As “being green” becomes more trendy, there are a few practices and habits we should be aware of. These trends label themselves as ‘green’ or ‘eco-friendly’, however, our understanding of what is environmentally friendly isn’t always correct. Here are a few things to be cautious of.

1. Continually buying new sustainable products

While it may feel great to buy environmentally sustainable products, there are still copious amounts of resources going into the production of these products. Don’t need it? Don’t buy it.

Look at grocery bags for example. There is far more energy used to create bags made from recycled materials than to produce those single-use plastic grocery store bags. According to the Environment Agency of England and Wales, you need to use your reusable bag 11 times for the bag to have a smaller environmental footprint than a single-use plastic bag. The benefit of these bags can only be seen if they are reused enough to outweigh the impact of the disposable product.

2. Driving somewhere to get your plastic free product

Working towards a plastic free life is incredible, but all that hard work may be rendered useless if you hop in a fossil fuel guzzling vehicle to find those products. You don’t need us to tell you how damaging carbon emissions are. On your way to your favourite plastic free store try biking, taking the bus, or walking.

3. Focusing only on recycling

Diverting waste from the landfill is important, but simply focusing on recycling is not enough. There are still enormous amounts of resources and energy used in collecting, transporting, and the recycling process itself that are damaging to our environment. Focusing on reducing and ensuring you use products you do have for as long as possible is crucial.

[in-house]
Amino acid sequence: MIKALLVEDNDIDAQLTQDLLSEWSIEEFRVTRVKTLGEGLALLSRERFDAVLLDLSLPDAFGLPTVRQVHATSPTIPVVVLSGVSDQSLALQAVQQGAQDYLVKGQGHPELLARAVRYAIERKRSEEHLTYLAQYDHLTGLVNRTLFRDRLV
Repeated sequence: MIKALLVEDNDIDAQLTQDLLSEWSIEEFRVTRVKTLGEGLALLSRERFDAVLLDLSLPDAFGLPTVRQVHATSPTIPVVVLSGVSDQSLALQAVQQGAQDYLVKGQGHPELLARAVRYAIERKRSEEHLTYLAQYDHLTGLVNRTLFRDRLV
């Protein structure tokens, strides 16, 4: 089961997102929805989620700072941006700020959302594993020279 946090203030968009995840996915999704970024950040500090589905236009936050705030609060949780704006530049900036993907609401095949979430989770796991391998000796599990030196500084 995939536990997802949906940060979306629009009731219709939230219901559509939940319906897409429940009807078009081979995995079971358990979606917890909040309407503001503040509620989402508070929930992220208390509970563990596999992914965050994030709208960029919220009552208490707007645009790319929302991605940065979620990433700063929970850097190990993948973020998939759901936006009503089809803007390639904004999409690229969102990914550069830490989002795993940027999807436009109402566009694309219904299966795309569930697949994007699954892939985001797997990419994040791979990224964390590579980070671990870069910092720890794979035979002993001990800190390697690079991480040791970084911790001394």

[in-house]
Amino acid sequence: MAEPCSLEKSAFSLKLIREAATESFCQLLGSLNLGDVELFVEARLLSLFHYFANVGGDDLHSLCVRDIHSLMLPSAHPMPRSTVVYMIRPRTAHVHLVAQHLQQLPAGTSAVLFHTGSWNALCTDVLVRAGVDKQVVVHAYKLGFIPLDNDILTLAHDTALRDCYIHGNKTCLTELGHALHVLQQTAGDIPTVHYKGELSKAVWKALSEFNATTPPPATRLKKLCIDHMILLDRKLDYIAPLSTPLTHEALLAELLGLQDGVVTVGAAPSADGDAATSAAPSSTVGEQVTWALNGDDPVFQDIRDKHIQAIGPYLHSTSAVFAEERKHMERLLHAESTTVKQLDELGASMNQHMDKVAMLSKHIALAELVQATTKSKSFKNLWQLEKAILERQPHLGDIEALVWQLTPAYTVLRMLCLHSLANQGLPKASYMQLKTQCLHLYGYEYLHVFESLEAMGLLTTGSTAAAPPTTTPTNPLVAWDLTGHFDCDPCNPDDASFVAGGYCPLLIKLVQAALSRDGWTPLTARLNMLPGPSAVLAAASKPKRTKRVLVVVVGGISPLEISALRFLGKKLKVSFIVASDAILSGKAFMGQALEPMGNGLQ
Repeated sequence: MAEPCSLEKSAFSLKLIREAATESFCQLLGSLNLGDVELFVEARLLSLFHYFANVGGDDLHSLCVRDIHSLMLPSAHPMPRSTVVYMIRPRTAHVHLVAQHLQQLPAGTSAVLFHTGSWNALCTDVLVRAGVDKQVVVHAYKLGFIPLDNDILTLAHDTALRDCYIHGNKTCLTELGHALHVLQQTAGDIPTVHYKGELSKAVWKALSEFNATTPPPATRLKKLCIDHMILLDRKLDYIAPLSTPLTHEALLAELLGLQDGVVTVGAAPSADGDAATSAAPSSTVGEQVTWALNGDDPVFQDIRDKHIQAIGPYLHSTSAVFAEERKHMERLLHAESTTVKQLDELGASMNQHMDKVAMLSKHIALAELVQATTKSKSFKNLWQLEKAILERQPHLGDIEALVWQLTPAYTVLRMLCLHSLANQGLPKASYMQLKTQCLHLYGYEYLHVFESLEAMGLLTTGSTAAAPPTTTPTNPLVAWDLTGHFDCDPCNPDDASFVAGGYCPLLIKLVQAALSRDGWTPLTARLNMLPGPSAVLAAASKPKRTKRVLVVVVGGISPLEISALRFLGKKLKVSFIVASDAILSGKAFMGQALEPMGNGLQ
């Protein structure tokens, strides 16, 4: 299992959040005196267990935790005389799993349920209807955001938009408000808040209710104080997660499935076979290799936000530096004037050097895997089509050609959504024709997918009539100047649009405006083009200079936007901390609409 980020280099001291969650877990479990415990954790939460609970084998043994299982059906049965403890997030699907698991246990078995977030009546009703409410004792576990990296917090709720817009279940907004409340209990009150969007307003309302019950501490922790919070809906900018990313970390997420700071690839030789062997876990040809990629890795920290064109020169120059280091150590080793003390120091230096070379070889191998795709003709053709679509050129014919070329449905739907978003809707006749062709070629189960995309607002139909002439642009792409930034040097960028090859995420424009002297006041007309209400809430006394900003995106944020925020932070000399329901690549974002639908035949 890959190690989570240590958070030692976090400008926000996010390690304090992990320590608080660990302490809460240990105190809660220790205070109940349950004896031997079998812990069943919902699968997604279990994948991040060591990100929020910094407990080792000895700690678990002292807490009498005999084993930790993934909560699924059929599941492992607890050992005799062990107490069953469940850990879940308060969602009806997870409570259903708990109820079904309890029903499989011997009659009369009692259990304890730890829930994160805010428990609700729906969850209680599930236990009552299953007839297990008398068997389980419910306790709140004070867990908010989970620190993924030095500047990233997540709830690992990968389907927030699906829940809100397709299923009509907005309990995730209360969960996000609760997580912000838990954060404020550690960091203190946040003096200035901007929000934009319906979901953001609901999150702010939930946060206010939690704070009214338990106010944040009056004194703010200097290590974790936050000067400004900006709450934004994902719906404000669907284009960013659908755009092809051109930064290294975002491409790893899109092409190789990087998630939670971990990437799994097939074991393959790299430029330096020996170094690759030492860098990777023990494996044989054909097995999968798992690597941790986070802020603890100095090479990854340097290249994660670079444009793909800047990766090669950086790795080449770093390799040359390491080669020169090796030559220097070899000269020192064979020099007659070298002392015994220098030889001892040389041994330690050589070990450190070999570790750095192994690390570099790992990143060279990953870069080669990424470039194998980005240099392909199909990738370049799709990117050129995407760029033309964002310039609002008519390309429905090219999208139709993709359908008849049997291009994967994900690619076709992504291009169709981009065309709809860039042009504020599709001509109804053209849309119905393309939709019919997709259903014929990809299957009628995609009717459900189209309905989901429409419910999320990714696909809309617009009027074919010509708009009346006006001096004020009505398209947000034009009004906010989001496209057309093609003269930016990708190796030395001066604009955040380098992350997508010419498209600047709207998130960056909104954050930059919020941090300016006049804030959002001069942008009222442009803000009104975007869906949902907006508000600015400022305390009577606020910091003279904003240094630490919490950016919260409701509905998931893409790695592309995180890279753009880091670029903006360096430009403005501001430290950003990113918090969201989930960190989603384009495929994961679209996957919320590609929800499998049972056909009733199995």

4. Going carless is still better than driving an electric car

Though electric cars are a healthy alternative to gas or diesel vehicles, there are many indirect carbon emissions associated with the production of these cars. The resources used in mining, refining the materials, processing, and manufacturing of the battery alone can be incredibly damaging. Additionally, most of these vehicles run on electricity generated by burning fossil fuels.

5. Buying ‘green’ products without researching them

From fast-food burgers to cleaning products, corporations make claims about their sustainability all the time. Sadly, not all of their claims are true. Greenwashing is sweeping the marketing world to appeal to environmentally conscious consumers by using misleading claims that don’t mean much. These corporations are deceiving consumers in the name of profit while continuing to pollute our oceans, prairies, and forests. The often referred to ‘Seven Deadly Sins of Greenwashing’ include tricks companies use and how we can learn to avoid them. Be sure your research is done on the products you are buying and remember, even if these products are truly sustainable, buying more stuff isn’t the solution to environmental issues.